What would a Google-created platform for local news content look like? It would look like Bulletin, an app that the company is trying out in two cities.
“With Bulletin,” the company’s promotional material says, “you can contribute to local stories and be the voice of your community!”
The new app was introduced in Nashville, Tennessee, and Oakland, California, on Thursday. It lets users post stories, photos and videos about local happenings from their phones, and share them through search tools and social media.
A Google spokeswoman told CNN that the app “gives people an easy way to tell stories about what is going on around them — ranging from local bookstore readings to high school sporting events to information about local street closures.”
The spokeswoman said Bulletin is an “experimental app” in a “pilot phase.”
Internet history is littered with attempts to set up local news sites and garner contributions from citizens. Some of the sites are thriving, but many have been disbanded. The challenges associated with creating sustainable business models and structures for local news coverage is a constant subject of discussion in the news industry.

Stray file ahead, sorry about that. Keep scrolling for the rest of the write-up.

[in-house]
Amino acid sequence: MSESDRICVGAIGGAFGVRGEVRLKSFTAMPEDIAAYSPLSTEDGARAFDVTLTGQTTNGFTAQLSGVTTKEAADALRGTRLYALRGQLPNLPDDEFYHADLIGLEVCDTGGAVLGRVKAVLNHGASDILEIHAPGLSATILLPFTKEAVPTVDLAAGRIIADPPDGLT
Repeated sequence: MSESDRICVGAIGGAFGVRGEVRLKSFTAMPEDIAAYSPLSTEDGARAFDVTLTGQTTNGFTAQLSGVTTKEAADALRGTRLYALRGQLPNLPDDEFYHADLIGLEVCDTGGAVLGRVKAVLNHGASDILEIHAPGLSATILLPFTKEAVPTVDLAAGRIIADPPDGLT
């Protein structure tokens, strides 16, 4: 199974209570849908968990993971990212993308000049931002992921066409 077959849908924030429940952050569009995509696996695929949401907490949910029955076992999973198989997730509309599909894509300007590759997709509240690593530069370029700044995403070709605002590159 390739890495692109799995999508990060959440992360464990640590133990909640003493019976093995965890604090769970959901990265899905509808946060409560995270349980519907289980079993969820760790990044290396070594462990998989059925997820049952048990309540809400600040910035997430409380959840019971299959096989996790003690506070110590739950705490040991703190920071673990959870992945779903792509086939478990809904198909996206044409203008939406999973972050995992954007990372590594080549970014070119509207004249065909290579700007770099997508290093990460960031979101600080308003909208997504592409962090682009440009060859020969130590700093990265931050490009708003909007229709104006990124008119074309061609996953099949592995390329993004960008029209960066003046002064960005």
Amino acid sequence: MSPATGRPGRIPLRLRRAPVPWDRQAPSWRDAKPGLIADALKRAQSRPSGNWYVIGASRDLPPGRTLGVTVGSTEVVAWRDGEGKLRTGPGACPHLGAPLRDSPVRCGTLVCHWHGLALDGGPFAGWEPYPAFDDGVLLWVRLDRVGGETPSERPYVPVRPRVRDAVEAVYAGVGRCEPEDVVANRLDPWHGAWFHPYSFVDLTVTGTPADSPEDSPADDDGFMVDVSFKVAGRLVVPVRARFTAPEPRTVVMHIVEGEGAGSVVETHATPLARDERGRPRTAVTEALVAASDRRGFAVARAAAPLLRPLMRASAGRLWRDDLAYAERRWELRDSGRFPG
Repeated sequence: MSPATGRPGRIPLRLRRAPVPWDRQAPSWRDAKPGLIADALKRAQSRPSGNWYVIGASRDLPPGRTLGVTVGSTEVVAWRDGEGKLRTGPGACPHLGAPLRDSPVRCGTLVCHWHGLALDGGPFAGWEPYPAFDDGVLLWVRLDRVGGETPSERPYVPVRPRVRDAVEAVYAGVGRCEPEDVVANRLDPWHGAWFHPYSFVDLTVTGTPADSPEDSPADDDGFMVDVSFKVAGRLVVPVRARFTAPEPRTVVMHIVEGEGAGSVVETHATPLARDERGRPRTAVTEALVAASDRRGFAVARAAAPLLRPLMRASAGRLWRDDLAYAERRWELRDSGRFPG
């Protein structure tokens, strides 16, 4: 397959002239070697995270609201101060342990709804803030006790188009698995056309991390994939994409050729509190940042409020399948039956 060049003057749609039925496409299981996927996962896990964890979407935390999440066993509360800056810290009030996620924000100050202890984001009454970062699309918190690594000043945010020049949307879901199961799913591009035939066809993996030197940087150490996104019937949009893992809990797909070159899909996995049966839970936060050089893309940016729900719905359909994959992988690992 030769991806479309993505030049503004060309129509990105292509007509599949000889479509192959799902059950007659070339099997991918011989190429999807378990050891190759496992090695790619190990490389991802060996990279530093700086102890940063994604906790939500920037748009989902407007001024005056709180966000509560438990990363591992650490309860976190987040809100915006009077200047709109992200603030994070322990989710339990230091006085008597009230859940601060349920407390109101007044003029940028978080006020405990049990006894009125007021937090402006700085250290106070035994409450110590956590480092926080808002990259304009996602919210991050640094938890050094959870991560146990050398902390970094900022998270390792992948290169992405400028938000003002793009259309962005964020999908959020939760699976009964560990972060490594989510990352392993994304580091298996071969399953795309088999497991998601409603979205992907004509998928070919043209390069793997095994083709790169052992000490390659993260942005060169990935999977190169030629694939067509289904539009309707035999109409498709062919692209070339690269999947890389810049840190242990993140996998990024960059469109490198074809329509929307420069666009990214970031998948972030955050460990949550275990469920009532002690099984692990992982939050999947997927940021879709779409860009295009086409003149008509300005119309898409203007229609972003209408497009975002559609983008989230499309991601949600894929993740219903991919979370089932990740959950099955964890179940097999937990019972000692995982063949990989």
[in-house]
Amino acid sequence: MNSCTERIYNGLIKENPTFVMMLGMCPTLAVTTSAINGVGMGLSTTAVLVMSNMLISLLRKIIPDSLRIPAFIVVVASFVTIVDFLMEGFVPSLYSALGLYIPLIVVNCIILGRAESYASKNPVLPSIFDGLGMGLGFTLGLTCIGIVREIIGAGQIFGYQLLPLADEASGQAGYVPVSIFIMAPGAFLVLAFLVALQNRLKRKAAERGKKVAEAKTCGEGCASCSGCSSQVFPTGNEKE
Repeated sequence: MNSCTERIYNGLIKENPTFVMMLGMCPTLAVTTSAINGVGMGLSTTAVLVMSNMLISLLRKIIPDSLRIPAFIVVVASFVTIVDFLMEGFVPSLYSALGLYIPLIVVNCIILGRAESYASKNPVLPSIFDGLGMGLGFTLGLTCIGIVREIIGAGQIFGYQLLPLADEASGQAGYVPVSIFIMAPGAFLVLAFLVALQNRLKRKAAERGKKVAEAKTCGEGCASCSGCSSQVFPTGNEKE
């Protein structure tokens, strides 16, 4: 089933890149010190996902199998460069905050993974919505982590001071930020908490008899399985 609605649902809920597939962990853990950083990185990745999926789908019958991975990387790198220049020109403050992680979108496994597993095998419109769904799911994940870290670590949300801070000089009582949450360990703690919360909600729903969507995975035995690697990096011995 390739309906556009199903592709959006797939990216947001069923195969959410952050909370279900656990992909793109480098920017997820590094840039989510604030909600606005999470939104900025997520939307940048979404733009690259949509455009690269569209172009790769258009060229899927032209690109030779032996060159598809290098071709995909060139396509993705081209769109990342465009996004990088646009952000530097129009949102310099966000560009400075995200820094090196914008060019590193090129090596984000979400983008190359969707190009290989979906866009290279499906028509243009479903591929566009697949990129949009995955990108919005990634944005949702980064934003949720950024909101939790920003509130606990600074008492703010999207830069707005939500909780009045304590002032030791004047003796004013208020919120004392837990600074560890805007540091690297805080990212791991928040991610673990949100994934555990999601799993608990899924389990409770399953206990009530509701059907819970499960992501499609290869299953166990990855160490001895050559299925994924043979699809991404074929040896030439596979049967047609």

Bulletin immediately garnered attention because any Google experiment can have widespread impacts.
It is not aiming to employ local journalists or sell subscriptions to coverage; instead, it is a simple way for an amateur or professional journalist to share community news. An example post includes a picture of a washed-out road with the caption “Winter storm floods river, wipes out Nelson Road.”
“Google appears to be looking for a way to help people publicize worthwhile stories of more modest, local interest, which has not been one of social media’s strong suits,” Slate’s Will Oremus wrote Thursday night.
He called Bulletin “part of a trend of the big tech platforms beginning to look at how they can help to repair the news economy that they disrupted.”
Facebook is also testing a new way to surface local news and community information within its app. The “Today In” test is taking place with users in six cities.